Hyde Park has a long history as a site of protest, and still hosts rallies and marches today. Visit Speakers’ Corner on a Sunday morning to hear people from all walks of life share their views. Hyde Park is one of London’s eight Royal Parks and covers an area of 350 acres. https://www.royalparks.org.uk/parks/hyde-park
Kensington Palace, a palace of secret stories and public lives, has been influenced by generations of royal women.
Experience life as an 18th-century royal courtier whilst making your way through the magnificent King's and Queen's State Apartments adorned with remarkable paintings from the Royal Collection. Victoria Revealed, set within the rooms Queen Victoria lived in as a child, is an exhibition that explores her life and reign as wife, mother, Queen and Empress.
Diana: Her Fashion Story - Kensington Palace’s newest exhibition - traces the evolution of Diana’s style; from the demure, romantic outfits of her first public appearances to the glamour, elegance and confidence of her later life. Highlights include the pink blouse worn for Diana’s engagement portrait in 1981 and the ink blue velvet gown, worn when the princess danced with John Travolta. https://www.visitlondon.com/things-to-do/place/428001-kensington-palace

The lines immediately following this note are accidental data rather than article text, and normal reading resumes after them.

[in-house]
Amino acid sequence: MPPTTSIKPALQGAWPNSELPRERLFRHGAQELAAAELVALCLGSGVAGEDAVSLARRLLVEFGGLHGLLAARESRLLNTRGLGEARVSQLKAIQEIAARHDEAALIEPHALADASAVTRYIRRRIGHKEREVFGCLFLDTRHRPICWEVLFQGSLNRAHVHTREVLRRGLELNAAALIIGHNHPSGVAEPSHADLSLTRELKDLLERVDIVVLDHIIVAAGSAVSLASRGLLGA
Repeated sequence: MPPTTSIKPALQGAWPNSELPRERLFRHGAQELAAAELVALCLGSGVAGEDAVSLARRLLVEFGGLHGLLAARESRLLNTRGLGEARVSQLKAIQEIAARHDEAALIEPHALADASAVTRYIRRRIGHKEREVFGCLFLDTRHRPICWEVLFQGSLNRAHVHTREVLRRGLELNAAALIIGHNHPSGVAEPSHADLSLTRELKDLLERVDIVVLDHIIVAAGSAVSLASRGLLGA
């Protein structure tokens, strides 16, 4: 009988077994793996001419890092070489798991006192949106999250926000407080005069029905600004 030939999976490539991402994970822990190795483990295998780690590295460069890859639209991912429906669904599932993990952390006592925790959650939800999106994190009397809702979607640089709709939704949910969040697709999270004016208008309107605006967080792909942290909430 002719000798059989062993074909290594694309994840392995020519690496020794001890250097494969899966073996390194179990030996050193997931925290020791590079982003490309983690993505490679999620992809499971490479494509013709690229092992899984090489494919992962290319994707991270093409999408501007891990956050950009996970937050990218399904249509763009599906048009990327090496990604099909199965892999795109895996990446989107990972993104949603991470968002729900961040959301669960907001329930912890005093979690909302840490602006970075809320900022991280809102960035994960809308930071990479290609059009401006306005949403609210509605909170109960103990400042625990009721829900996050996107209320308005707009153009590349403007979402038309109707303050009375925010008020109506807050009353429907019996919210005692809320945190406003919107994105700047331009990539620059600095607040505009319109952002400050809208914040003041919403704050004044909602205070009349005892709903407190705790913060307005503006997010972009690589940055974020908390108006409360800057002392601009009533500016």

Would you like to go on a fascinating journey from the coastline to the depths of the ocean? Discover a magical underwater world filled with a dazzling array of creatures! With thousands of sea creatures, from rays to rare green sea turtles; you can see them swimming majestically above you with an Ocean Tunnel. The Shark Walk will have you walking across glass with seven species of stunning shark in the Shark Reef Encounter display below you. https://www.visitlondon.com/things-to-do/place/117322-sea-life-london
The Science Museum is the most visited science and technology museum in Europe. There are over 15,000 objects on display, including world-famous objects such as the Apollo 10 command capsule and Stephenson’s Rocket. https://www.visitlondon.com/things-to-do/place/52747-science-museum
Although now far inland, Bramber Castle was originally situated on the coast where the River Adur meets the sea. Built by the de Braose family it was confiscated by King John whose harsh treatment of Lady de Braose and her two sons led to the rebellion that culminated in Magna Carta. http://www.castlesfortsbattles.co.uk/south_east/bramber_castle.html